You Booked A Show! Now What?
(Did You Read Your Property in a Starring Role?)
Be a Good Neighbor!
Keep your neighbors informed of upcoming filming to reduce problems. If permissible, welcome one or two, at a time, to visit during filming and make sure they know to be quiet during filming, etc.
Be a Good Host!
Location managers and scouts talk to each other and when they have a good experience when filming in your home, or on your property, they will be happy to recommend your property when it has the features be sought. The opposite is also true, if you are difficult or make the shoot day more problematic, don’t expect them to want to come back or tell others about your property. Problems can usually be avoided by asking lots of questions during the scouting process and when negotiating the location agreement. When both parties are well informed the chance of problems is greatly reduced, but unexpected events are always a possibility, so be flexible within reason.
Crew to Know:
- Location Manager. This may, or may not be the location scout you dealt with earlier. He/she should introduce you to, the Transportation Captain, the Craft Service Person, and the 1st AD and 2nd AD at the top of the day.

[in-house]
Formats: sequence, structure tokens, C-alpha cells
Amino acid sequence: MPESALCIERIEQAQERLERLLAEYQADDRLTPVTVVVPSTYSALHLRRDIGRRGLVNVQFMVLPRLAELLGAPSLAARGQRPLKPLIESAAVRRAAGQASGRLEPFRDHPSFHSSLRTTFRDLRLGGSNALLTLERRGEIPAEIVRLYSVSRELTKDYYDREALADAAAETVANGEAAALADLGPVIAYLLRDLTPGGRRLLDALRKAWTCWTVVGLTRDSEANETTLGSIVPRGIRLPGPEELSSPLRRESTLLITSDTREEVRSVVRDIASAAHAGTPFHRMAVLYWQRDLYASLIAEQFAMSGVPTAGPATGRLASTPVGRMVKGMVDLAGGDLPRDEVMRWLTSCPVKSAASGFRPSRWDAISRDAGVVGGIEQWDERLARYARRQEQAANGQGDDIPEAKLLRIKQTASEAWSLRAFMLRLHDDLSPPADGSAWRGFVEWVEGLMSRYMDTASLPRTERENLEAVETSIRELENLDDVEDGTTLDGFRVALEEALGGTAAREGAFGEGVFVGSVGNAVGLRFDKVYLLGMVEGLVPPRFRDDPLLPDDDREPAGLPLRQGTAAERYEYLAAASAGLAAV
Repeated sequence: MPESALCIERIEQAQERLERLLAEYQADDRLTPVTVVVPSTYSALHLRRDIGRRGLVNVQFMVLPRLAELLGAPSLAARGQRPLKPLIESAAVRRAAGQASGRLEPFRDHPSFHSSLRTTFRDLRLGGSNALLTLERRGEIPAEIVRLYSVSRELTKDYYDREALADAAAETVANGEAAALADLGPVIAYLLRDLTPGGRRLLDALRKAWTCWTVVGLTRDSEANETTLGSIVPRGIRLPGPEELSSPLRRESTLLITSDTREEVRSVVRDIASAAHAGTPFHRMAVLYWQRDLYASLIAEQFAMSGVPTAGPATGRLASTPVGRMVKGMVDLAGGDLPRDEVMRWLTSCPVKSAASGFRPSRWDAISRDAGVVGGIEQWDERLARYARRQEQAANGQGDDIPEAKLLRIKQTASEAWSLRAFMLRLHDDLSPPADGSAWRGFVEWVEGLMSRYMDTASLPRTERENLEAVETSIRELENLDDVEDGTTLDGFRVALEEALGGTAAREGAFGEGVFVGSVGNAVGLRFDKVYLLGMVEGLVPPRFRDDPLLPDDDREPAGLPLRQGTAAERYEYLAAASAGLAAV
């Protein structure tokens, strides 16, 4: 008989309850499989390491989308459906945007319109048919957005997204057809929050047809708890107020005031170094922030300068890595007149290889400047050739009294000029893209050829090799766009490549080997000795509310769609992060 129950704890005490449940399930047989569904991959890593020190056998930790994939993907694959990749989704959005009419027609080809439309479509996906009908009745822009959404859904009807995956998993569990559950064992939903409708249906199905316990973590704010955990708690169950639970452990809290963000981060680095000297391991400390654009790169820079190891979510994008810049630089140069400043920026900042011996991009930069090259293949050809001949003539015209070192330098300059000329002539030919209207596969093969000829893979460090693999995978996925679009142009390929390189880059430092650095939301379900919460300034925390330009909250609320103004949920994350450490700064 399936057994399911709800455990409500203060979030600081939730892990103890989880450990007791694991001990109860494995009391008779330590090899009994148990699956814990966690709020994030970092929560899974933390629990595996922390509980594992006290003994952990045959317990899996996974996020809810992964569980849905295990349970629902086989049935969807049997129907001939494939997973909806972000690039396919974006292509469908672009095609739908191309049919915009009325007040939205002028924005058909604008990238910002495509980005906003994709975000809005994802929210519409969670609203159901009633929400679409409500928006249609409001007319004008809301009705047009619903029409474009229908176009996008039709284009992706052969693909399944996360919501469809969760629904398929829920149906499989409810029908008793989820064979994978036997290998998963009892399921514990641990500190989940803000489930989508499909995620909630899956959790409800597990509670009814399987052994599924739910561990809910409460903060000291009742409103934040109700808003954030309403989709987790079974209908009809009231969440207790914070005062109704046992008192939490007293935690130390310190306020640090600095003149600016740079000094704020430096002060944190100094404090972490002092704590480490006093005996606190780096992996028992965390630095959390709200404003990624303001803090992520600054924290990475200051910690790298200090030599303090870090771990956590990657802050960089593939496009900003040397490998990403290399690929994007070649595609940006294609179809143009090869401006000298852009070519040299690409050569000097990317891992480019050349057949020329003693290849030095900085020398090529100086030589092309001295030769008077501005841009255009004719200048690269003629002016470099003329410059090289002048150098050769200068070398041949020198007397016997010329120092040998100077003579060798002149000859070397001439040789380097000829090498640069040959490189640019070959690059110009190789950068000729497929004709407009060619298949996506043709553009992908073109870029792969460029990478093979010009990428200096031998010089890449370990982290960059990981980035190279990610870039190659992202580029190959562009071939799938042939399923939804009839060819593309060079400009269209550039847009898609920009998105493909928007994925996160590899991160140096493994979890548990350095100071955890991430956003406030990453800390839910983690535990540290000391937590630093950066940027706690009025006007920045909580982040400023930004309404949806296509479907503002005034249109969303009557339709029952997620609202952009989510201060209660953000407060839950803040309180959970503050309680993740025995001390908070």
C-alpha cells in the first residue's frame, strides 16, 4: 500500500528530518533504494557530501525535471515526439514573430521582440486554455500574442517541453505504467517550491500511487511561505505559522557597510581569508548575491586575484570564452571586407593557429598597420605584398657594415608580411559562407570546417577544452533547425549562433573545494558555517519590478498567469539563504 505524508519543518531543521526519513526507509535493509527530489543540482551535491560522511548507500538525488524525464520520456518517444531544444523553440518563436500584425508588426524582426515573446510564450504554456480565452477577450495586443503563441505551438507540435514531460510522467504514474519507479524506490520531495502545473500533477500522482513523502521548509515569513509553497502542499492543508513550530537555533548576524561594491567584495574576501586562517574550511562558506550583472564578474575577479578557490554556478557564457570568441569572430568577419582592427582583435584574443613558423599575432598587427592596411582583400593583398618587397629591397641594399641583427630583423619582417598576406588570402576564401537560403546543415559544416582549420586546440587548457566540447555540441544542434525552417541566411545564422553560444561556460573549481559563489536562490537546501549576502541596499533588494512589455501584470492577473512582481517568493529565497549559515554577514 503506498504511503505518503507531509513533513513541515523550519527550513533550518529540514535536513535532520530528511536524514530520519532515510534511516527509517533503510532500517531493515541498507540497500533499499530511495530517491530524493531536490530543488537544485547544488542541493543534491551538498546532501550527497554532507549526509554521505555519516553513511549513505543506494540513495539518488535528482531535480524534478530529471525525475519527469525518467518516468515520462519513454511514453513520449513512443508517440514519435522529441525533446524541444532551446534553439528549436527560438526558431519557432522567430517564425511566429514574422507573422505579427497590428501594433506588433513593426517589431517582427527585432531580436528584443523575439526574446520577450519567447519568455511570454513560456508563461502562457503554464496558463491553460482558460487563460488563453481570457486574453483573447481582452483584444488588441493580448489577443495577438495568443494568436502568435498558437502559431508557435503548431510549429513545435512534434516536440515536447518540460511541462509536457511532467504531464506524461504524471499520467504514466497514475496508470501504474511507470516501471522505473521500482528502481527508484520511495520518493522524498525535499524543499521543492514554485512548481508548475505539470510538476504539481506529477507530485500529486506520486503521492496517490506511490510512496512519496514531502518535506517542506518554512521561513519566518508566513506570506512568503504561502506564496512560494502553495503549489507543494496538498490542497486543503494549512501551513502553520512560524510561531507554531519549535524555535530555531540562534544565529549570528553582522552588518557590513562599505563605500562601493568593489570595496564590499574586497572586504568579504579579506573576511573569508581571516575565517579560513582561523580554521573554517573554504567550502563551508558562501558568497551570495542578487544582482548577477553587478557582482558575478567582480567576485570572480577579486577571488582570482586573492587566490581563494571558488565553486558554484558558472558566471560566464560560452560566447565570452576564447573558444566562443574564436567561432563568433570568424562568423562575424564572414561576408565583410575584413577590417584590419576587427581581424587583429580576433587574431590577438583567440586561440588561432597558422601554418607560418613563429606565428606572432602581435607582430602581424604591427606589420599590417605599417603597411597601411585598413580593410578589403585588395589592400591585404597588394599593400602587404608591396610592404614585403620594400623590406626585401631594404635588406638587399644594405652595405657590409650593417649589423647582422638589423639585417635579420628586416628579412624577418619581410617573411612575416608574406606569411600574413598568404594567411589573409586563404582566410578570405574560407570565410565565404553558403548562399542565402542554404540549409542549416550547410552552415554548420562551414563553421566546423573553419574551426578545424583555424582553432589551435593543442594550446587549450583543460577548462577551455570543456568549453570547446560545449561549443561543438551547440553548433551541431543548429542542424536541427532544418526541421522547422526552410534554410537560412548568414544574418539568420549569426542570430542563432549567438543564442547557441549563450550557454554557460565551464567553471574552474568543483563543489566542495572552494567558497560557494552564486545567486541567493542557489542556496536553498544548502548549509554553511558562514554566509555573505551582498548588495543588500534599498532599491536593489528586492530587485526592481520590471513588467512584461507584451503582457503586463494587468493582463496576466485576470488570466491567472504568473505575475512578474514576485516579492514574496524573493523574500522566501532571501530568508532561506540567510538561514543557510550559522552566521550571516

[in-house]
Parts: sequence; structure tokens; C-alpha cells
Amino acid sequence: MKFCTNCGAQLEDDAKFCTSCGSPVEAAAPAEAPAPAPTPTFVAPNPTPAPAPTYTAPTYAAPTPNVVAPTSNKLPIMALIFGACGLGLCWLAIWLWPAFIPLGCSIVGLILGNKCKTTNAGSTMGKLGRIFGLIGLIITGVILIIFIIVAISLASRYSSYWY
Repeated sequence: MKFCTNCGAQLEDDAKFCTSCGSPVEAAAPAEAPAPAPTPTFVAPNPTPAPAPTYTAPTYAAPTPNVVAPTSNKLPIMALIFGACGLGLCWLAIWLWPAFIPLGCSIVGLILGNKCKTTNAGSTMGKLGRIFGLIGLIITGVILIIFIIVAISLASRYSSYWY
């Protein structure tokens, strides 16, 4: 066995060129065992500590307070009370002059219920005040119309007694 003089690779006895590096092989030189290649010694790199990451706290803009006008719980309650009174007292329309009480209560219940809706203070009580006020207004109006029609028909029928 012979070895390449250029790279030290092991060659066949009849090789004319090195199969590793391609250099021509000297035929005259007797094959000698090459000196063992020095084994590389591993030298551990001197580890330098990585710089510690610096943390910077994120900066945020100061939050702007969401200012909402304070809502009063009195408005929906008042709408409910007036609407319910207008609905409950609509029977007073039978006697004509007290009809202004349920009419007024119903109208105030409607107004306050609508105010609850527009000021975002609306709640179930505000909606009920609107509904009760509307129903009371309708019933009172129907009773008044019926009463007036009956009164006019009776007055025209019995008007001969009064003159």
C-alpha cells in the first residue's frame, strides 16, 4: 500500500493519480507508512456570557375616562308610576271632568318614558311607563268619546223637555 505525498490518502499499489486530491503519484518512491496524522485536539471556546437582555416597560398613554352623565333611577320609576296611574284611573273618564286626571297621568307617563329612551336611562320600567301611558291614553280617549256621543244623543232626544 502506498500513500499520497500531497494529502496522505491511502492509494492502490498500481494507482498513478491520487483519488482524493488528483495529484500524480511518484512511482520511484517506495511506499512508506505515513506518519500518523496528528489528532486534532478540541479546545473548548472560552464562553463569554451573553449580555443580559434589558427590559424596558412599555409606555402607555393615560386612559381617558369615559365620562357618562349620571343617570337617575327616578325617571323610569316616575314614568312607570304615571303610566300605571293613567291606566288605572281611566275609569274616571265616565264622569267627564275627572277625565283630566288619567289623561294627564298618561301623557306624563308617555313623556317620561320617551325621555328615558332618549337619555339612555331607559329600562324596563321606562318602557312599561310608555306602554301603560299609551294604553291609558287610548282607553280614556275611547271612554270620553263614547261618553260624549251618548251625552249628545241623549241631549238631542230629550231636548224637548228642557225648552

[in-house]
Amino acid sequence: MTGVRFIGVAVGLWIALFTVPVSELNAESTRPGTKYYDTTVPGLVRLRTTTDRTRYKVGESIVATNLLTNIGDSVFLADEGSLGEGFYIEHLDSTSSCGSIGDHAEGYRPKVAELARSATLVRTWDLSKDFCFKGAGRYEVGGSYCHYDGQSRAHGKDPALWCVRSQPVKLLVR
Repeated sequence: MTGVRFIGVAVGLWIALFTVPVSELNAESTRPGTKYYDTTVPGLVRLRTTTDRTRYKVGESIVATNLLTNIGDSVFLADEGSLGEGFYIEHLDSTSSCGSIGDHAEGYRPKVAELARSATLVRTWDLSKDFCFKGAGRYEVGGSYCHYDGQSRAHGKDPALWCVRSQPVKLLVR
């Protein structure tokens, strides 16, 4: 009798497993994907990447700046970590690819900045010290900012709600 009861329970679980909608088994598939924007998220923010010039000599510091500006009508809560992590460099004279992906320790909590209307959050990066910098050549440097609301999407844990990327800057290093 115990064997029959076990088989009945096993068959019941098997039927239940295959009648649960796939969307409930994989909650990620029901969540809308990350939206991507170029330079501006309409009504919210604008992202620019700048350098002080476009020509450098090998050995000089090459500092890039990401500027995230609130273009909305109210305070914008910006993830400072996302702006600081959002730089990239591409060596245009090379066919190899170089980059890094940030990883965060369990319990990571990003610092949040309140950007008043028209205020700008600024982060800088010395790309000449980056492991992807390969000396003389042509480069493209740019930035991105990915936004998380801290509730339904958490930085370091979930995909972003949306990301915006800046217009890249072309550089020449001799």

- Transportation Captain. This is the person responsible for the placement and movement of any vehicles on and around your property, so he needs to be aware of where he can and cannot park vehicles and of any areas that should be avoided, i.e., sprinklers, neighbors driveway, etc.
- Craft Service Person. He/she is responsible for setting up a food and drink area (craft service table) and keeping the set and surrounding area clean. They sometimes handle placing layout board, if needed, which is used to protect your floors. (Location departments often have layout board personnel who can come in prior to filming, per any agreement, and place layout board throughout the home/business and will get moved around to accommodate filming throughout the day.)
- 1st Assistant Director (AD). This is the person responsible for running the set and keeping things on schedule. She/He will be near the camera and the director most of the time.
- 2nd AD. This is the person responsible for checking in all the talent and handling the logistics of getting them ready for working on camera. In addition, she/he deals with issues taking place away from camera. There can be more than one 2nd AD on a show, these include 2nd 2nd AD and additional 2nd AD’s.
- Production Assistant (PA). The PA does a variety of jobs in support of all the departments involved in shooting and will most likely appear to be the most overworked/underpaid member of the crew, …but they are living the dream.